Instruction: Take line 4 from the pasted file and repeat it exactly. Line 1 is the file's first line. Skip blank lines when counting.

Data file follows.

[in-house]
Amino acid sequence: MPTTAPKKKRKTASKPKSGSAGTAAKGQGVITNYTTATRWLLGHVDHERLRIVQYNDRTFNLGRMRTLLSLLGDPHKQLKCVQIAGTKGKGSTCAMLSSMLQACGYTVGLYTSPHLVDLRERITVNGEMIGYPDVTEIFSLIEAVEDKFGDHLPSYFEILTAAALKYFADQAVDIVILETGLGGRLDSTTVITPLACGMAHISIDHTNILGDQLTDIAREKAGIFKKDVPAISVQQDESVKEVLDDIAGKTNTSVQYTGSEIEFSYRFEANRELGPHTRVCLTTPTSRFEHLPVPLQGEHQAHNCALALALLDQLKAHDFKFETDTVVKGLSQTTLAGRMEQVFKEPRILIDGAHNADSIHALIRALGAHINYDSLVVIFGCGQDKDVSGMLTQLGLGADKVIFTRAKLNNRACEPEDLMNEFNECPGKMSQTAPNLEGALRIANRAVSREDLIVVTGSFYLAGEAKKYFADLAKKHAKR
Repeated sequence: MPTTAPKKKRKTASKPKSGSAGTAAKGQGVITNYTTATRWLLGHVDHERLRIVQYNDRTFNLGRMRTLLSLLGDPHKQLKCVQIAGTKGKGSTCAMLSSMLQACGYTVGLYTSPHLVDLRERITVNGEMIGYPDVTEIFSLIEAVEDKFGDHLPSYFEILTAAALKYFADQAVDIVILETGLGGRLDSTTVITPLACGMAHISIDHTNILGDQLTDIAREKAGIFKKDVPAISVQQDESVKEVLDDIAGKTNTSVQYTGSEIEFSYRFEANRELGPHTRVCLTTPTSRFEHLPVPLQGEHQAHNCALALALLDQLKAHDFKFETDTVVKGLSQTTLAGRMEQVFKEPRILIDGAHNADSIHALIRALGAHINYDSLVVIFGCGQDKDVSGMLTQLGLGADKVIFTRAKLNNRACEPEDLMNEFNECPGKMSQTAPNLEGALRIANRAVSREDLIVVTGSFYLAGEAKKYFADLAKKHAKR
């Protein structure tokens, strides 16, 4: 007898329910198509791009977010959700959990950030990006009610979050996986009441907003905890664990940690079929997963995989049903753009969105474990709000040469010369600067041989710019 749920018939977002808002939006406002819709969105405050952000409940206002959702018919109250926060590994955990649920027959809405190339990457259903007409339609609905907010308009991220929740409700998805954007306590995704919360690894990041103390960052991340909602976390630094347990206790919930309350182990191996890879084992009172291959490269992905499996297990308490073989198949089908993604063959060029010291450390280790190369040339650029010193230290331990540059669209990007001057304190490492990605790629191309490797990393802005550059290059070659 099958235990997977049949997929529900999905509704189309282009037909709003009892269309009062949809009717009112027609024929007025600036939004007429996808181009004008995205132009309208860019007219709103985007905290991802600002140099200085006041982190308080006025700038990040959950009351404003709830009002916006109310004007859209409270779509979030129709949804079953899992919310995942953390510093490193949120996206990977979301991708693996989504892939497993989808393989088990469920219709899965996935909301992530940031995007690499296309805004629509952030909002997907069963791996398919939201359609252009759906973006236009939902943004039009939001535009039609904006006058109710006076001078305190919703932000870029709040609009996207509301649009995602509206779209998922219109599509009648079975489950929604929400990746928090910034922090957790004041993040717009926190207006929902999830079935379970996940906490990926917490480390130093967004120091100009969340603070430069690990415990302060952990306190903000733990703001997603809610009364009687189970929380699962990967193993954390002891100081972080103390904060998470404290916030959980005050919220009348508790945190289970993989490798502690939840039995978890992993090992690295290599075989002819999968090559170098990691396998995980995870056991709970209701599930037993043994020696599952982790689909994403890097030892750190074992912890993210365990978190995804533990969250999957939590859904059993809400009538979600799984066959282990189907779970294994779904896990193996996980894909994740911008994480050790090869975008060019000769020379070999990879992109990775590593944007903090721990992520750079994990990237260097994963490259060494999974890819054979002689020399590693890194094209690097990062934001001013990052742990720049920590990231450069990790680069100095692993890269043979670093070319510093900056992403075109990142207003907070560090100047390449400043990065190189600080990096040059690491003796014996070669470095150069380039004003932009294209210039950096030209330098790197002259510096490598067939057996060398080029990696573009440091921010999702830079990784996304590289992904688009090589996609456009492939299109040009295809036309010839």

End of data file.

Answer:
């Protein structure tokens, strides 16, 4: 007898329910198509791009977010959700959990950030990006009610979050996986009441907003905890664990940690079929997963995989049903753009969105474990709000040469010369600067041989710019 749920018939977002808002939006406002819709969105405050952000409940206002959702018919109250926060590994955990649920027959809405190339990457259903007409339609609905907010308009991220929740409700998805954007306590995704919360690894990041103390960052991340909602976390630094347990206790919930309350182990191996890879084992009172291959490269992905499996297990308490073989198949089908993604063959060029010291450390280790190369040339650029010193230290331990540059669209990007001057304190490492990605790629191309490797990393802005550059290059070659 099958235990997977049949997929529900999905509704189309282009037909709003009892269309009062949809009717009112027609024929007025600036939004007429996808181009004008995205132009309208860019007219709103985007905290991802600002140099200085006041982190308080006025700038990040959950009351404003709830009002916006109310004007859209409270779509979030129709949804079953899992919310995942953390510093490193949120996206990977979301991708693996989504892939497993989808393989088990469920219709899965996935909301992530940031995007690499296309805004629509952030909002997907069963791996398919939201359609252009759906973006236009939902943004039009939001535009039609904006006058109710006076001078305190919703932000870029709040609009996207509301649009995602509206779209998922219109599509009648079975489950929604929400990746928090910034922090957790004041993040717009926190207006929902999830079935379970996940906490990926917490480390130093967004120091100009969340603070430069690990415990302060952990306190903000733990703001997603809610009364009687189970929380699962990967193993954390002891100081972080103390904060998470404290916030959980005050919220009348508790945190289970993989490798502690939840039995978890992993090992690295290599075989002819999968090559170098990691396998995980995870056991709970209701599930037993043994020696599952982790689909994403890097030892750190074992912890993210365990978190995804533990969250999957939590859904059993809400009538979600799984066959282990189907779970294994779904896990193996996980894909994740911008994480050790090869975008060019000769020379070999990879992109990775590593944007903090721990992520750079994990990237260097994963490259060494999974890819054979002689020399590693890194094209690097990062934001001013990052742990720049920590990231450069990790680069100095692993890269043979670093070319510093900056992403075109990142207003907070560090100047390449400043990065190189600080990096040059690491003796014996070669470095150069380039004003932009294209210039950096030209330098790197002259510096490598067939057996060398080029990696573009440091921010999702830079990784996304590289992904688009090589996609456009492939299109040009295809036309010839």